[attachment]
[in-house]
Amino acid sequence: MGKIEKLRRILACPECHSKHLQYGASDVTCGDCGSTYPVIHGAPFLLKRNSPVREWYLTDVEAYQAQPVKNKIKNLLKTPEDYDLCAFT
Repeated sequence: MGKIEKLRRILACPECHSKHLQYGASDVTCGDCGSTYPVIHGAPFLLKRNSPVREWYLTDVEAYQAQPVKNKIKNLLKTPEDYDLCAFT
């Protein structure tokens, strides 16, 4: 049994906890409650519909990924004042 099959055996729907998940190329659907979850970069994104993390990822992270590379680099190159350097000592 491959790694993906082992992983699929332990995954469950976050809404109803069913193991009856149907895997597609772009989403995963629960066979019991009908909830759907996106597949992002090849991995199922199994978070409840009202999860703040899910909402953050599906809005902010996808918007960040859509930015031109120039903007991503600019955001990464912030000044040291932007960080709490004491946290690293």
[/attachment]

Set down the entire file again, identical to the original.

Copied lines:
[in-house]
Amino acid sequence: MGKIEKLRRILACPECHSKHLQYGASDVTCGDCGSTYPVIHGAPFLLKRNSPVREWYLTDVEAYQAQPVKNKIKNLLKTPEDYDLCAFT
Repeated sequence: MGKIEKLRRILACPECHSKHLQYGASDVTCGDCGSTYPVIHGAPFLLKRNSPVREWYLTDVEAYQAQPVKNKIKNLLKTPEDYDLCAFT
């Protein structure tokens, strides 16, 4: 049994906890409650519909990924004042 099959055996729907998940190329659907979850970069994104993390990822992270590379680099190159350097000592 491959790694993906082992992983699929332990995954469950976050809404109803069913193991009856149907895997597609772009989403995963629960066979019991009908909830759907996106597949992002090849991995199922199994978070409840009202999860703040899910909402953050599906809005902010996808918007960040859509930015031109120039903007991503600019955001990464912030000044040291932007960080709490004491946290690293």